The body snatching habits of medical students

 

MEDICAL MATTERS:Medical students and dead bodies have, in the past, been rather poor bed fellows, writes MUIRIS HOUSTON

‘NOT ONE foot in the grave but two feet in the attic”, a report in the current edition of Archaeology Ireland, has, not surprisingly, whetted the appetite of amateur sleuths.

It is not too often that human feet, complete with muscles and soft tissue, are found in the attic of a house in suburbia.

And while carbon dating suggests they are parts of bog bodies dating from 2,000 years ago, my curiosity was sparked by the suggestion that gardaí are pursing a line of inquiry involving a previous resident of the house who was a medical student.

Now medical students and dead bodies have, historically at least, been rather poor bed fellows.

As medical students in the 1980s, we were sternly warned that the unauthorised removal of any material from the college anatomy department would mean the end of any aspirations we had of becoming doctors.

The reason for the ultimatum was that previous generations of students considered it a rite of passage to temporarily remove skulls, hand bones and even semi-dissected arms from the department.

These were then strategically placed on park benches and even in bus shelters, before the pranksters retreated some distance to watch the reaction of members of the public. Some even staged “Alas, poor Yorick” moments for the benefit of passersby.

Understandable in a “Doctor in the House” sort of way, these japes were clearly disrespectful to those who had donated their bodies to medical science. And presumably they threatened the cardiac well-being of certain members of the public to boot.

But practices of a far more iniquitous nature led to the passing of an Anatomy Act in 1832. Human bodies for dissection were in short supply: body snatching from graveyards became a lucrative activity for those dubbed “resurrectionists”.

According to a 1947 review in the British Medical Journal (BMJ), “The raising of bodies, or ‘things’ as they were called in the slang, was normally carried out at night.

“The resurrectionists not only bribed the watchmen, sextons and other interested parties to allow the exhumation to go unhindered, but also paid many of them regularly, as well as common lodging house keepers, workhouse supervisors, hospital attendants and undertakers to inform them when a person died.”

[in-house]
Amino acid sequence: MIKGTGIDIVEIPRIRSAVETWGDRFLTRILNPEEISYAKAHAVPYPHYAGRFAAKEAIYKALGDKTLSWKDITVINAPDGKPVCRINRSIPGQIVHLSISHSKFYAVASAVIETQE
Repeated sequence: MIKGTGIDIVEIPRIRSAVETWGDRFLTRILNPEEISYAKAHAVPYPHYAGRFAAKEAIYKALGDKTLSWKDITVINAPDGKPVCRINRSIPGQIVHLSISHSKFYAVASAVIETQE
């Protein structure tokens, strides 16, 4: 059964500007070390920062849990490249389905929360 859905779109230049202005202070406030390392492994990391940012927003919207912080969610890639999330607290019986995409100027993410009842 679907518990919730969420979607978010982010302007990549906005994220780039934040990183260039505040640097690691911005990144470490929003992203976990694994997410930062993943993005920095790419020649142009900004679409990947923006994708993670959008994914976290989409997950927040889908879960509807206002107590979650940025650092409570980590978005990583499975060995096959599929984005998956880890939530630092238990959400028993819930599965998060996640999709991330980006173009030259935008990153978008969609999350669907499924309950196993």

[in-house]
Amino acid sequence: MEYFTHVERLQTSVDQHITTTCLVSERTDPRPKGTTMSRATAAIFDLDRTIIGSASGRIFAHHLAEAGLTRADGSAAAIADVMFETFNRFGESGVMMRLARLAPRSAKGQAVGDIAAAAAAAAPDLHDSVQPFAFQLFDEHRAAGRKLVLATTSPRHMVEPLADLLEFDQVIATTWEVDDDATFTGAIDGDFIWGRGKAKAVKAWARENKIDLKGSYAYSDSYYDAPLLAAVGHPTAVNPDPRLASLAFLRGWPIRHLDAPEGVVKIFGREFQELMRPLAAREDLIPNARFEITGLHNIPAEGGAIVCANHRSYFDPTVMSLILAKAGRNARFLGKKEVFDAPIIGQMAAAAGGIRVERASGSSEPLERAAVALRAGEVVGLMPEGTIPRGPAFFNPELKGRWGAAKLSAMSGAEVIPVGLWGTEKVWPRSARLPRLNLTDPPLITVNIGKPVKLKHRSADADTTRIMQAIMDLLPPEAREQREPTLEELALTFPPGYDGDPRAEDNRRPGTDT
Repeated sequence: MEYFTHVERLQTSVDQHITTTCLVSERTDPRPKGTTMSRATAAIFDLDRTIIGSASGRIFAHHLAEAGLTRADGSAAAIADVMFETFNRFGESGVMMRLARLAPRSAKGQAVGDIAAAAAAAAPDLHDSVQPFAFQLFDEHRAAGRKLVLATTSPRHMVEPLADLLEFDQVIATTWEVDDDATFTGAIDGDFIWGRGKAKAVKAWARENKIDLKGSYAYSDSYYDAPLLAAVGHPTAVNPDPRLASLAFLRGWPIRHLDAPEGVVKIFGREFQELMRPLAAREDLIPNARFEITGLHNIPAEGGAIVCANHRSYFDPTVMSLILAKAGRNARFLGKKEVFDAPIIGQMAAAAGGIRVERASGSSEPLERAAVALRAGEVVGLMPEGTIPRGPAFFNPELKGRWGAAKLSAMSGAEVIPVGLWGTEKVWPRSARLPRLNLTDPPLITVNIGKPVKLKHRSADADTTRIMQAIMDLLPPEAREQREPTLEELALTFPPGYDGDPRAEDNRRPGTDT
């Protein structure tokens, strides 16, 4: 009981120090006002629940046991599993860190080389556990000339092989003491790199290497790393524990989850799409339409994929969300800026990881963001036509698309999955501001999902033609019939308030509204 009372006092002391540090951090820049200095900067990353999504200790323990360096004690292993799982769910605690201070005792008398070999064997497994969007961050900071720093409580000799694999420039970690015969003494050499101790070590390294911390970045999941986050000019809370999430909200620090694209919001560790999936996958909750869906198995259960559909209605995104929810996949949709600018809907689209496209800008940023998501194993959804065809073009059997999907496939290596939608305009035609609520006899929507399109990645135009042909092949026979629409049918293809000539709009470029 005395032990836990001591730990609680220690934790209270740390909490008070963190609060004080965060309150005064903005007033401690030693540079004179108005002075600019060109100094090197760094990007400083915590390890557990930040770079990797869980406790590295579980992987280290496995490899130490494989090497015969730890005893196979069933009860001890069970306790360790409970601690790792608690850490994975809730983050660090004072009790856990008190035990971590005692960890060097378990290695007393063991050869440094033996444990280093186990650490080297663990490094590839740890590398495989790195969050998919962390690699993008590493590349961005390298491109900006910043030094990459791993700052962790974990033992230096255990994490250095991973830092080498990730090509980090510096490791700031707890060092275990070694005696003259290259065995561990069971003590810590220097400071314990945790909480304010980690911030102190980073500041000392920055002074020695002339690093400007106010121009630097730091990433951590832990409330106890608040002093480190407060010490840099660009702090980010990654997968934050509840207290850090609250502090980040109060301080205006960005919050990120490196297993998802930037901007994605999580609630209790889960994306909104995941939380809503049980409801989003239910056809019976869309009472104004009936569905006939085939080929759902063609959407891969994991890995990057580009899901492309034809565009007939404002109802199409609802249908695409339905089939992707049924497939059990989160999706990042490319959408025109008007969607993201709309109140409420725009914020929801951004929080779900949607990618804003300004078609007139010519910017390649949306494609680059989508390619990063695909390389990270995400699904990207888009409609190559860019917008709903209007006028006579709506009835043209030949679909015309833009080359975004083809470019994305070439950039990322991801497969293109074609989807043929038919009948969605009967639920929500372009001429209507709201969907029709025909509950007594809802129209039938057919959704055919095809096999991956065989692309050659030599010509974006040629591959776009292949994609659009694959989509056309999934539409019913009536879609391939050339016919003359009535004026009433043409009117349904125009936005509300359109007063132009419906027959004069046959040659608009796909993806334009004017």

Meanwhile an 1879 BMJ piece entitled: “Reminiscences of a medical student prior to the passing of the Anatomy Act”, gives some insight into the nefarious activities of Dublin body snatchers.

“Our principal report for supply was ‘Bully’s Acre’, as it was called, from the class of men buried in the avenue of elms leading to the Royal Hospital, the residence of the Commander of the Forces in Ireland, but now closed as a cemetery.

“We employed our dissecting room porters to accompany funerals, and mark the recent grave which appeared to suit our purpose, and we had in our pay the old pensioner who kept the gatehouse, and used a lighted candle in the window as a signal. Night fell, and our operations commenced.”

I will spare you the gruesome description that follows. However, it was the activities of two Irish men, William Burke and William Hare, that finally prompted the introduction of the 1832 legislation by Lord Warburton.

Burke and Hare ran a lodging home for the poor in Edinburgh. Initially they sold the bodies of those who died naturally in their home to anatomists.

Among those who quietly purchased cadavers was the noted anatomy professor, Robert Knox.

But when the “natural” supply dried up, some 16 lodgers were smothered by the two landlords and promptly sold to anatomy teachers. The scam quickly unravelled when medical students recognised the cadavers as previously healthy lodgers, who had been alive and well just a short time before.

Although the Anatomy Act brought welcome regulation and decriminalisation to the process of obtaining cadavers for teaching, it did so at the expense of those who died in poorhouses.

All unclaimed bodies from these institutions were assigned to anatomy dissectors.

Now, of course, people donate their bodies to medical science in a highly regulated scheme run by university anatomy departments. The dissection room is treated as sacred ground.

And while computer programmes are now available that permit the “virtual” peeling away of body layers, most medical tyros still experience the actual wonders of the human body and appreciate the altruism of those who lie before them.